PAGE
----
Incorporating Changing Reality into College Strategic Plans: Part 5: Extending Boundaries

Non Sequitur by Wiley Miller

My last blog finished with a promise that this blog would propose ways to incorporate attempts to understand accelerated global changes into the strategic plans of local schools. Again, I will focus on my school. These changes include:

Mandated decarbonization

Mandated decrease in the use of single-use plastics

Testing of sewage for early detection of viral threats

Running schools with decreased enrollments

Preparing society for adaptation to extreme conditions.

Various aspects of these changes have served as the main topics for the more than 600 blogs I have posted over the last 11 years. Our students will spend their lives under such reality changes and our main job is to prepare them to function under such conditions. Every school’s strategic plan should be clear about the way that the school is trying to accomplish such a task.

It should be fully understood that global changes such as these require research to understand, adapt to, and mitigate the most damaging effects. School faculty usually cannot draw from their own experiences, whether direct or learned in school, to confront such changes but they are hired to teach their students how to function under such changing environments. All of this means that the accumulated knowledge has to come from research. Global changes such as these never take place simultaneously everywhere. The best way to learn how to function under such changes is to study places where these changing conditions hit hardest and early so feedback to action can also be generated early and analyzed.

As I mentioned earlier, CUNY is a federated university (see the May 17, 2023 blog, part 3 in this series) that covers 25 institutions (11 four-year colleges, 7 community colleges, and 7 graduate/professional schools) and a central administration. Adaptations that reflect the accelerating global changes are compatible with President Abraham Lincoln’s original creation of large-scale, state-based higher education in the form of land-grant universities:

land-grant university (also called land-grant college or land-grant institution) is an institution of higher education in the United States designated by a state to receive the benefits of the Morrill Acts of 1862 and 1890.[1]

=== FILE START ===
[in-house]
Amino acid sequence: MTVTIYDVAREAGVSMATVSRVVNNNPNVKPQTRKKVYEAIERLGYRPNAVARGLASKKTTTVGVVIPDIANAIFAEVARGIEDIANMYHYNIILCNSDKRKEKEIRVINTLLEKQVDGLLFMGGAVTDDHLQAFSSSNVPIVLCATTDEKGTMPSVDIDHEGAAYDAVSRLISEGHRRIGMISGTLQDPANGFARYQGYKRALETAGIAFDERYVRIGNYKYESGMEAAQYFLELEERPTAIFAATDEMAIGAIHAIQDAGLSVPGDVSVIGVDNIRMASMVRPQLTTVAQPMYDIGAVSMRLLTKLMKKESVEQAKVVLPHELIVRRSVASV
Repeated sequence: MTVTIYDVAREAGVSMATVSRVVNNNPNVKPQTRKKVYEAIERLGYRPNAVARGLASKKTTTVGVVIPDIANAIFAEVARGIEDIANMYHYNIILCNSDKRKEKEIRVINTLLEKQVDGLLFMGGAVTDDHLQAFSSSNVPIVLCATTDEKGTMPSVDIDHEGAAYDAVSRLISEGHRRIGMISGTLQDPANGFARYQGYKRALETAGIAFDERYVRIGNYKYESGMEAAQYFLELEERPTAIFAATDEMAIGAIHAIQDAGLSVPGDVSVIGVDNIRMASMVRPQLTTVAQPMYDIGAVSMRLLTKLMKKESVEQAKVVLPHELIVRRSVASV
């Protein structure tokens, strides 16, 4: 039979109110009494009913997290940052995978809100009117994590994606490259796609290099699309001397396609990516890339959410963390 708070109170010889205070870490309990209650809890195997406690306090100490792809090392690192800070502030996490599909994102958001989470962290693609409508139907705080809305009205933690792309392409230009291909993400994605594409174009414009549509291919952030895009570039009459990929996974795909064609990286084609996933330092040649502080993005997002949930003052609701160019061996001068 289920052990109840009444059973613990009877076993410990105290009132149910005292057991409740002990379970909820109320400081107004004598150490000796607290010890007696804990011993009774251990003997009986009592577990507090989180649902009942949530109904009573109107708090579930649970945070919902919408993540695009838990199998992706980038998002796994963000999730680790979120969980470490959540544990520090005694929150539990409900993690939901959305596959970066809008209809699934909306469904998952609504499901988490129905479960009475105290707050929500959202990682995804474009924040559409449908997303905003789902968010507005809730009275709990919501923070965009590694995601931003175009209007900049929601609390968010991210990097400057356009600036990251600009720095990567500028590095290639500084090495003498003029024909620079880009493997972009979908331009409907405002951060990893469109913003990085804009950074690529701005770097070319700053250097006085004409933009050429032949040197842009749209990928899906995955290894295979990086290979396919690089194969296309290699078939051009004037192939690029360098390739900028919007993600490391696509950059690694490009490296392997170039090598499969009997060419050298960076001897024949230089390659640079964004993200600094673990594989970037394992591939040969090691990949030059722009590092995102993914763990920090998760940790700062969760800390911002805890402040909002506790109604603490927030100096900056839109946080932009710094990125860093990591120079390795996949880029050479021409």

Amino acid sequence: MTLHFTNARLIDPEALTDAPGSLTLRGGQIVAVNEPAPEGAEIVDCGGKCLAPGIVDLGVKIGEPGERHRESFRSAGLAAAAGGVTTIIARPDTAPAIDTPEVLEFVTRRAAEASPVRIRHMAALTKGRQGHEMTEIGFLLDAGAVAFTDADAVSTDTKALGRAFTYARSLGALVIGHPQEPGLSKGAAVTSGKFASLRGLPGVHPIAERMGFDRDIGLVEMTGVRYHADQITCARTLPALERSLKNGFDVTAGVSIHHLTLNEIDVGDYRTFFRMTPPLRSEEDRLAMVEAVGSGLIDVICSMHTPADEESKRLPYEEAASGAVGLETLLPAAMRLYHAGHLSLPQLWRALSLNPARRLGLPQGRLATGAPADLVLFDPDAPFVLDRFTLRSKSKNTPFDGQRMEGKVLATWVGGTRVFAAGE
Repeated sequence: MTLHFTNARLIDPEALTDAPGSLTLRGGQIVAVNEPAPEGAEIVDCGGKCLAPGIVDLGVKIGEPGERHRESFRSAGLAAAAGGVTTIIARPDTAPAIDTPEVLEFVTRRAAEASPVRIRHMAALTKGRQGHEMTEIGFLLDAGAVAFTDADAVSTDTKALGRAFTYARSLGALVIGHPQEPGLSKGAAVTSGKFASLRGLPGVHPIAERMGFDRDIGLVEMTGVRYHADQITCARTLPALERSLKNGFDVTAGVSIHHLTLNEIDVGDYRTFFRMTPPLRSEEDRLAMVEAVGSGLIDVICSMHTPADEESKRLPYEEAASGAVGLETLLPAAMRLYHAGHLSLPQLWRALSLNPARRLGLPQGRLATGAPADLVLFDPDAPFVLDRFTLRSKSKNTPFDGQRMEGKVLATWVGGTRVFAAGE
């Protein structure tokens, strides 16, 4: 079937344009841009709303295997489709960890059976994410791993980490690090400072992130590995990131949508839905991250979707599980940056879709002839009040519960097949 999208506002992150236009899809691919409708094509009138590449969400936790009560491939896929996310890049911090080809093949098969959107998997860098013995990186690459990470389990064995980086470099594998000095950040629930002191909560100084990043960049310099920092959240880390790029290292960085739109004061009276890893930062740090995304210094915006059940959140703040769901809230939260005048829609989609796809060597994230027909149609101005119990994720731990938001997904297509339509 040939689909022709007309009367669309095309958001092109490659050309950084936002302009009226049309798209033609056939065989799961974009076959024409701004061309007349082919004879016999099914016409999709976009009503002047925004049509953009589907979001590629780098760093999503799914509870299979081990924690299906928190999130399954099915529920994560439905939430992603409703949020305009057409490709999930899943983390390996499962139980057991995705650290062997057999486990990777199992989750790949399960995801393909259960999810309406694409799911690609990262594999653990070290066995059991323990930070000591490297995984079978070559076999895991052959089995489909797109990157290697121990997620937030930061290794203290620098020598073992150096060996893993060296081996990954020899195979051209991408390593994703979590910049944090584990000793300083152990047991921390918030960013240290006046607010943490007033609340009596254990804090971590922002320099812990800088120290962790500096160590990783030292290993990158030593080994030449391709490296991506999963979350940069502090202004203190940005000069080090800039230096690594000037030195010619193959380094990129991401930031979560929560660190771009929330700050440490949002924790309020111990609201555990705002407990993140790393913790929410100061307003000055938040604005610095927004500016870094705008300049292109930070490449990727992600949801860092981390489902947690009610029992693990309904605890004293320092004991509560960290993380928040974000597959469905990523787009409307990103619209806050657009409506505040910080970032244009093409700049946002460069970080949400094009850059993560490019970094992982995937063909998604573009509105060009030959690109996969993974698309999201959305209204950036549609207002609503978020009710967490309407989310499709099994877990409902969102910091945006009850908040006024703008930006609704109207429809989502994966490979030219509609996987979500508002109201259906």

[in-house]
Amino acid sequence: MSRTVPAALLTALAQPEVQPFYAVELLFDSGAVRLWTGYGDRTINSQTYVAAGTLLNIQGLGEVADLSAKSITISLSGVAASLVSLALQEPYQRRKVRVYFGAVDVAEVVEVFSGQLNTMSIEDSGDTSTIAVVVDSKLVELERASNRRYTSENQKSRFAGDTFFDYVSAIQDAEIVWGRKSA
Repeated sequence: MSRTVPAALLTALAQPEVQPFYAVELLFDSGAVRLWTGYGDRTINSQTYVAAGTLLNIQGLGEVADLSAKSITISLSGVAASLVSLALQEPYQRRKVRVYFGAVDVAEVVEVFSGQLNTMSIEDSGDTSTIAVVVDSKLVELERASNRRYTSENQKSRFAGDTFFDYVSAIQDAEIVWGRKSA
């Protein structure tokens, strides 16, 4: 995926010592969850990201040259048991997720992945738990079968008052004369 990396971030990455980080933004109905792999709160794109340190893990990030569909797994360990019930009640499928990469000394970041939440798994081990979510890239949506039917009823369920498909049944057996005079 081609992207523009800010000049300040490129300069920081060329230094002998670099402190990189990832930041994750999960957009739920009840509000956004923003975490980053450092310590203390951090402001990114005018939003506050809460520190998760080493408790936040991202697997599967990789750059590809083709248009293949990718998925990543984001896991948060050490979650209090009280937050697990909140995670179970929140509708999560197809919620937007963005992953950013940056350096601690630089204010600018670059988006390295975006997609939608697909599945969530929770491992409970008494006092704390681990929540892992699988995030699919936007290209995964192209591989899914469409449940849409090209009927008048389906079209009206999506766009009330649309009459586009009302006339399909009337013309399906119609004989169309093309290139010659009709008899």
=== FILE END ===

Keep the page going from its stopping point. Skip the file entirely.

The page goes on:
Signed by Abraham Lincoln in 1862, the first Morrill Act began to fund educational institutions by granting federally controlled land to the states for them to sell, to raise funds, to establish and endow “land-grant” colleges. The mission of these institutions as set forth in the 1862 act is to focus on the teaching of practical agriculturesciencemilitary science, and engineering—although “without excluding other scientific and classical studies”—as a response to the industrial revolution and changing social class.[2][3] This mission was in contrast to the historic practice of higher education concentrating on a liberal arts curriculum. A 1994 expansion gave land-grant status to several tribal colleges and universities.[4]

Ultimately, most land-grant colleges became large public universities that today offer a full spectrum of educational opportunities. However, some land-grant colleges are private, including Cornell University, the Massachusetts Institute of Technology (MIT), and Tuskegee University.[5]

The key sentence of this introductory paragraph is that which clarifies that the institutions were meant to teach multiple topics—both “practical” and those relating to science and classical studies. At that time, the US reality was dominated by land and agriculture. Now it is changing quickly, as a result of anthropogenic (human-triggered) dominance. The need to adapt to the changing reality is the same. New universities need not be created but their curricula need to be changed to accommodate.